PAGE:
Why can’t politicians, who often pay ritual lip service to the notion of evidence, practice what they preach when it comes to policymaking?
Sadly politicians seem stuck in a rigid timewarp where organisational action is confused with changing processes and outcomes. Reform makes headlines; and even though, when implemented, it is nothing more than expensive “jumping on the spot”, it can make and break the careers of politicians.
Looking tough when reforming brings plaudits for politicians - even when toughness usually involves tilting at irrelevant “straw men” i.e. ignoring the fundamental problems of the NHS, evident for decades.
This evidence has been carefully produced by decades of tireless and long ignored generation of health service researchers. The politicians’ motto is “don’t confuse me with facts” - except when occasionally, it is useful so to do!
And for my next trick …
So where does this leave us? Outside the Department of Health at Richmond House there is much avowed intention to “pilot and evaluate”. This phrase has to be carefully scrutinised to ensure it is not merely short term or done by fly-by-night consultancy firms on the back of a fag packet.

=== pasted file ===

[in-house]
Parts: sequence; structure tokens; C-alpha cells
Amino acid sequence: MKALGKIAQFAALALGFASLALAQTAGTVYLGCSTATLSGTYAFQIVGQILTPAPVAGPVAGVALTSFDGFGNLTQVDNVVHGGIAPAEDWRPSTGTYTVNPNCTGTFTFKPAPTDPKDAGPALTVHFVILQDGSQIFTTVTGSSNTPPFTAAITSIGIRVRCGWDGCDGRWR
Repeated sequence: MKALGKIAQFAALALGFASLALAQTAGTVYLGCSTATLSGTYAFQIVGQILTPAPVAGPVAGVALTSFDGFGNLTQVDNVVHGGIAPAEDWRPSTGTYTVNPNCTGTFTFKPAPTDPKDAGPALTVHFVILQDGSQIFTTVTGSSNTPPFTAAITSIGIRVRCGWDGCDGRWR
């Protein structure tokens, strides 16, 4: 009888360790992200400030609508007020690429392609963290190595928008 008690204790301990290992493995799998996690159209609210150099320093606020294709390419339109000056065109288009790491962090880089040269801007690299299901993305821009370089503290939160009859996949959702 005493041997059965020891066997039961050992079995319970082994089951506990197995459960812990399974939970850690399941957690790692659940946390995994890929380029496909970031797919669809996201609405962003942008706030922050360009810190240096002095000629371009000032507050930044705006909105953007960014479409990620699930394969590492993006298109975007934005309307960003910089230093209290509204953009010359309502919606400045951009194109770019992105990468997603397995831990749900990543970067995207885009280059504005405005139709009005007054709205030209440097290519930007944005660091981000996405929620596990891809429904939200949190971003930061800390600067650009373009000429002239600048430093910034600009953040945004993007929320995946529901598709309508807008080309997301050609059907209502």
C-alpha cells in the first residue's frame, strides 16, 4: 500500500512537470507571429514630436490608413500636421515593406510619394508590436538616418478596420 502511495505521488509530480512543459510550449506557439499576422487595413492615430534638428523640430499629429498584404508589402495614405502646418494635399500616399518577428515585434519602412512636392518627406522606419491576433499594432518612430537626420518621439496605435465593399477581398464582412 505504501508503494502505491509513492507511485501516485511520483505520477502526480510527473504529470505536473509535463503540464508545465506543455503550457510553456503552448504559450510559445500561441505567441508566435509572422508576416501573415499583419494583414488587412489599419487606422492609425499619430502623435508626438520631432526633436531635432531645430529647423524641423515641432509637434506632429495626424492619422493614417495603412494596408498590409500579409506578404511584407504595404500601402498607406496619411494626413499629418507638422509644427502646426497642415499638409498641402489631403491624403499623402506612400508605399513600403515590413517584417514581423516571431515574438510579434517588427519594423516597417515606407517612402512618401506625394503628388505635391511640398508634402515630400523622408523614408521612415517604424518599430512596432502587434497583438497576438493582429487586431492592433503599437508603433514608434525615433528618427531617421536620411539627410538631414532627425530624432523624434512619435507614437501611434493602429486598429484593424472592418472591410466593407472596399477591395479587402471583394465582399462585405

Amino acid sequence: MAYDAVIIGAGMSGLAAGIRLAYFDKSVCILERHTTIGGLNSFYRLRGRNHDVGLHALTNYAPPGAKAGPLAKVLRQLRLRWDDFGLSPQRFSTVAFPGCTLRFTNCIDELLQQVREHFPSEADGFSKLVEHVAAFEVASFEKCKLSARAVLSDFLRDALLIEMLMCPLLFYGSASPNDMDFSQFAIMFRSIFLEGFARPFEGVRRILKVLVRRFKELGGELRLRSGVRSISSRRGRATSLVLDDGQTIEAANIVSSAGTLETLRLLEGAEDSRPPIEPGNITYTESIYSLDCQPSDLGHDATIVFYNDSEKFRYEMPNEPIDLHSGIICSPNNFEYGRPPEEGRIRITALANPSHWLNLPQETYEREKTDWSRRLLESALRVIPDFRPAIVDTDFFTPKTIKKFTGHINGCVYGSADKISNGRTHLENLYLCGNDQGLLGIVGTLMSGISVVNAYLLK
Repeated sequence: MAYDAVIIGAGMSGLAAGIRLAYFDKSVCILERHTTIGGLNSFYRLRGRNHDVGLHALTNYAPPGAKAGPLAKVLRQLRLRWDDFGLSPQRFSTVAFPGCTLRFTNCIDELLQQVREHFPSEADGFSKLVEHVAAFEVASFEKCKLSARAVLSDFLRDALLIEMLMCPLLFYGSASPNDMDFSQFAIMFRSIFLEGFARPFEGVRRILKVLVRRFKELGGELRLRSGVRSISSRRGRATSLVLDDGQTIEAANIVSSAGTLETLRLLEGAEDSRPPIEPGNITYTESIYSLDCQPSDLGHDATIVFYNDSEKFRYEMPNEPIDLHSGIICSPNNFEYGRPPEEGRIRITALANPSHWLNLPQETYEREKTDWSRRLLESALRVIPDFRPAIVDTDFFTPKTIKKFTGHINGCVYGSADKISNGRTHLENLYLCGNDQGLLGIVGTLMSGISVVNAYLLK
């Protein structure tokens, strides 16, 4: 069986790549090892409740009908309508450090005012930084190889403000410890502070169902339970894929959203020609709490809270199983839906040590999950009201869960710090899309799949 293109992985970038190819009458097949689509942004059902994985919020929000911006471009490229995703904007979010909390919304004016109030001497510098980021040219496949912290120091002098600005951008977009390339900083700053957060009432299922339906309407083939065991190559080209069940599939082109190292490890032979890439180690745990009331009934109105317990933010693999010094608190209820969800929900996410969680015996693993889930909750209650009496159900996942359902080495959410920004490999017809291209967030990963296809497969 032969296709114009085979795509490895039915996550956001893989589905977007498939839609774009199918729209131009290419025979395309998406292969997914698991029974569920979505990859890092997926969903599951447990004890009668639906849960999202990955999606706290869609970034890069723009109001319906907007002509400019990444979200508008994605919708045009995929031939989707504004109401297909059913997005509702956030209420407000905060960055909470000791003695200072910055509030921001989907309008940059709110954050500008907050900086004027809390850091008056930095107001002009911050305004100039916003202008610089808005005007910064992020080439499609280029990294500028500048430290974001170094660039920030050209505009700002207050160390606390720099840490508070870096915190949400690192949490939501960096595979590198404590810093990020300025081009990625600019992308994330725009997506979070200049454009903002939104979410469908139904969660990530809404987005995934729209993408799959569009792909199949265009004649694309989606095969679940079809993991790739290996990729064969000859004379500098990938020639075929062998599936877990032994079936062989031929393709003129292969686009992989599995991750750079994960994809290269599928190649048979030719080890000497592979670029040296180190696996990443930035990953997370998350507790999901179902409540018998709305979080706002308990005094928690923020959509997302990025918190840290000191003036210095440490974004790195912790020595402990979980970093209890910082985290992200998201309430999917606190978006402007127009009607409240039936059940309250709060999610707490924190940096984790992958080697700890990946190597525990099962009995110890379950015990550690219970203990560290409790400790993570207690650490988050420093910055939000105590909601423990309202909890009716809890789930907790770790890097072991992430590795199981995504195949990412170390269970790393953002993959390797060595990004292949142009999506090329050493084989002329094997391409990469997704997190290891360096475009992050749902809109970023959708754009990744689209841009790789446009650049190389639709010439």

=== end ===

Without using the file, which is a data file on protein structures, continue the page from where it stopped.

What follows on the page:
In sleepy Richmond House, we await the policymaker’s pearls on evaluation. The fact is that if they were serious, the plans for evaluation would now be implemented so that “pre”-reform data can be compared with what comes after in terms of effect and cost.
But clearly, that is too much to ask.
As superficially clever but untested details about the NHS reform appear in the forthcoming Health Bill, attention will shift to its passage through Parliament. In the NHS, the pace of change is inevitable swift and anticipatory - as we expect of well-practiced managers used to implementing the whims and fancies of their maddening political masters.
Whether all this frantic activity will improve the plight of patients and taxpayers is assumed to be so by politicians who daydream in a world uncluttered by evidence.